Let's Play...A Low Armor Fighter
This one is going to be a bit different from the norm, as fighters can vary widely in what stats they use. While most classes have a stat that serves as the linchpin for their abilities, fighters can can use any of the physical stats and still perform just as well, so restricting Strength or Dexterity doesn't really make a difference. And if we were to inhibit Constitution, the article would become very short: take the Archery fighting style, focus on Dexterity, and just don't be the frontline fighter.
So instead we decided to go for the thing you really don't see: a low armor fighter who is easy to hit.
I. Character Concept: The Unarmored Fighter
When you think about fighters, you generally think about armored warriors with a sword and shield, or maybe a heavily armored warrior with a two-handed weapon. Or a fanatical savage warrior with a bare chest. Or a ninja. Or any number of other low armor warriors.
And the fighter is a good base for all of these - sure, you can build a ninja with a rogue, but your ninja will have 1, maybe 2 attacks (if you dual wield), whereas you could have 5 or more with a fighter (which sure sounds more like a ninja to me). Sure, you could use a barbarian for a bare chested warrior, but the fighter gives you not only more attacks, but also access to Second Wind and Action Surge, both of which will aid you immensely in being the savage warrior on the battlefield.
So the fighter doesn't need to be a heavily armored warrior. In fact, for our build here we're going to give you a host of ways to build an effective fighter that wears no armor at all.
II. Character Build
So there are several ways we can do this; we'll start by looking at a few options for multiclassing before looking at a pure fighter build.
Option 1: You can take 1-2 levels of barbarian for Unarmored Defense and then later Reckless Attack. The Rage ability is whatever, as we don't necessarily need it, and we won't get a lot of uses of it, but hey, it will be a good boon in a few fights each day to reduce the damage we suffer. I wouldn't even get the 3rd level for the subclass: useful as it could be, you won't use its effects all that often thanks to having few uses of Rage, and basically all 3rd level barbarian abilities require you to be raging.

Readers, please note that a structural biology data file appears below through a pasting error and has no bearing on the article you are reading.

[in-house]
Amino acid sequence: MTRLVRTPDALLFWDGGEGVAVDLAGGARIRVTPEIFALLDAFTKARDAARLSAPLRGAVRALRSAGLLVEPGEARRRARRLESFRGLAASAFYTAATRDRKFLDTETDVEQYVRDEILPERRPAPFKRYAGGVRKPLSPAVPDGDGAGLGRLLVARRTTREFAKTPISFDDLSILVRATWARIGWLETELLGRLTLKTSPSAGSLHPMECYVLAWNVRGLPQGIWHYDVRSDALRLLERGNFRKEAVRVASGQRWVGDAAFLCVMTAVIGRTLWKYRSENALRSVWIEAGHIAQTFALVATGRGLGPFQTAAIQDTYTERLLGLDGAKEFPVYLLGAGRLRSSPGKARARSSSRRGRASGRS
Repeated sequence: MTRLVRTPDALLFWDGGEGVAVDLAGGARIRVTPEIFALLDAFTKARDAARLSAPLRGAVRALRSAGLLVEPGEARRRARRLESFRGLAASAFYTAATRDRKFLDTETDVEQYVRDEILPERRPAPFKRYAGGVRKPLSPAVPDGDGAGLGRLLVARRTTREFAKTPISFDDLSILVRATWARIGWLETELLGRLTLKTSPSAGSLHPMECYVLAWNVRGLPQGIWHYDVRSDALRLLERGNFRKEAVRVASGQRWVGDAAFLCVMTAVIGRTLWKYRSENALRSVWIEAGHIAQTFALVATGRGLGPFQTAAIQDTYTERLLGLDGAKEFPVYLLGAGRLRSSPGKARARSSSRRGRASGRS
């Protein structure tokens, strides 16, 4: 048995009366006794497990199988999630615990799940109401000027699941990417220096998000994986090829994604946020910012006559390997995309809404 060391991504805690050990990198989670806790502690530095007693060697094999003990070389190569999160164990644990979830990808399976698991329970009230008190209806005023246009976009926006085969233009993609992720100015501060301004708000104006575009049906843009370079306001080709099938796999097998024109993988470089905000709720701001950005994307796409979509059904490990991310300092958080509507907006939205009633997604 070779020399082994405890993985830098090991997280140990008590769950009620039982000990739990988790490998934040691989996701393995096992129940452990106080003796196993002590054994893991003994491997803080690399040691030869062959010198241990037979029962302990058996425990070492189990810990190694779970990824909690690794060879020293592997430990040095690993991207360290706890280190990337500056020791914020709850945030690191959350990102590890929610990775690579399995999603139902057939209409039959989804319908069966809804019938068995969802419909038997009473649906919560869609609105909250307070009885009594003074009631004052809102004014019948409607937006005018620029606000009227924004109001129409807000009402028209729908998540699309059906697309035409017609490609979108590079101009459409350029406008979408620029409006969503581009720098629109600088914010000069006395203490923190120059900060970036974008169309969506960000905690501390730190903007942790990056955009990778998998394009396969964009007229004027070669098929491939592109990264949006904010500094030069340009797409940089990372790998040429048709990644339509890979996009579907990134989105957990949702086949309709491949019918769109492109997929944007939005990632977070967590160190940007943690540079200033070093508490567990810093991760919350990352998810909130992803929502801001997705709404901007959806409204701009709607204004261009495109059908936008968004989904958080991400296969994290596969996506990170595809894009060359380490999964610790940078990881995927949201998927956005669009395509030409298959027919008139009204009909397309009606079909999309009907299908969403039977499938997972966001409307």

Option 2: Take 1 level of monk for Unarmored Defense and to give you a bonus action unarmed attack to go with your two-handed weapon. It means you can't use a shield, but that's fine considering the parameters we have for the build: no armor.
Option 3: Take 1-3 levels of rogue to increase our damage through Sneak Attack, not get hit as often (through cunning action), and at 3rd level take our subclass, several of which can help you stay alive longer. I recommend Swashbuckler or Arcane Trickster for your subclass, as I think you'll get the most out of those.
Option 4: You can also run a fighter without multiclassing, and you'd do it like this. First, you'd pump up your Dexterity as high as you can, and take a longbow and a rapier as your primary weapons. Take the Archery or Duelist fighting style so that you can end fights faster, thereby saving you hit points. If you have reason to believe that you'll be in the dark a lot and want to play a variant human, consider taking the Blind Fighting style instead, as that will help you hit more often.
As you advance, your primary goal is to kill things as quickly as possible. Once you hit 3rd level you choose the eldritch knight subclass, and prepare Shield and Absorb Elements to improve your survivability against attacks. Since you have a good Dexterity score you can start at around an AC13 (on par with bards and rogues at 1st level, but with more hit points) with Shield taking you up to AC18 against a straight attack.
This is surprisingly not bad - a lot of creatures at early levels are only getting a +4 or less to their attacks, which means attacks will miss against an AC13 about half the time. Add onto this Shield against the stray high attack roll, and you should be fine. One level multiclass would take you even higher, so you can survive without armor, even if you're on the front lines.
So what do we gain by giving up armor? Several things. First, armor is expensive to upgrade, so you save a ton of money, and in some campaigns you hardly get any money at all, so relying on upgrading armor to increase your resilience is not a guarantee. This build relies on something you know you can trust: level progression.
Second, you are better at sneaking as you are not wearing heavy armor, which means other party members may enjoy that aspect of the game more as you aren't giving away their position. This also increases the chances to surprise an opponent, increasing your damage on the first turn.
Third, fighters make good archers, even though they are typically slotted into the "frontliner role" in a party, so you can double down on dealing damage even while wearing no armor. And of course, it gives you a whole different experience playing a fighter because you're not playing the stereotypical warrior.
Would I play this character? Probably, though I think I'd multiclass into barbarian just because Unarmored Defense + Reckless Attack is just so good for a fighter. But the concept is cool, and I enjoyed exploring this because I'd never thought to play this kind of character before. So if you want a different experience with a fighter, consider playing a low armor fighter.
Until next time,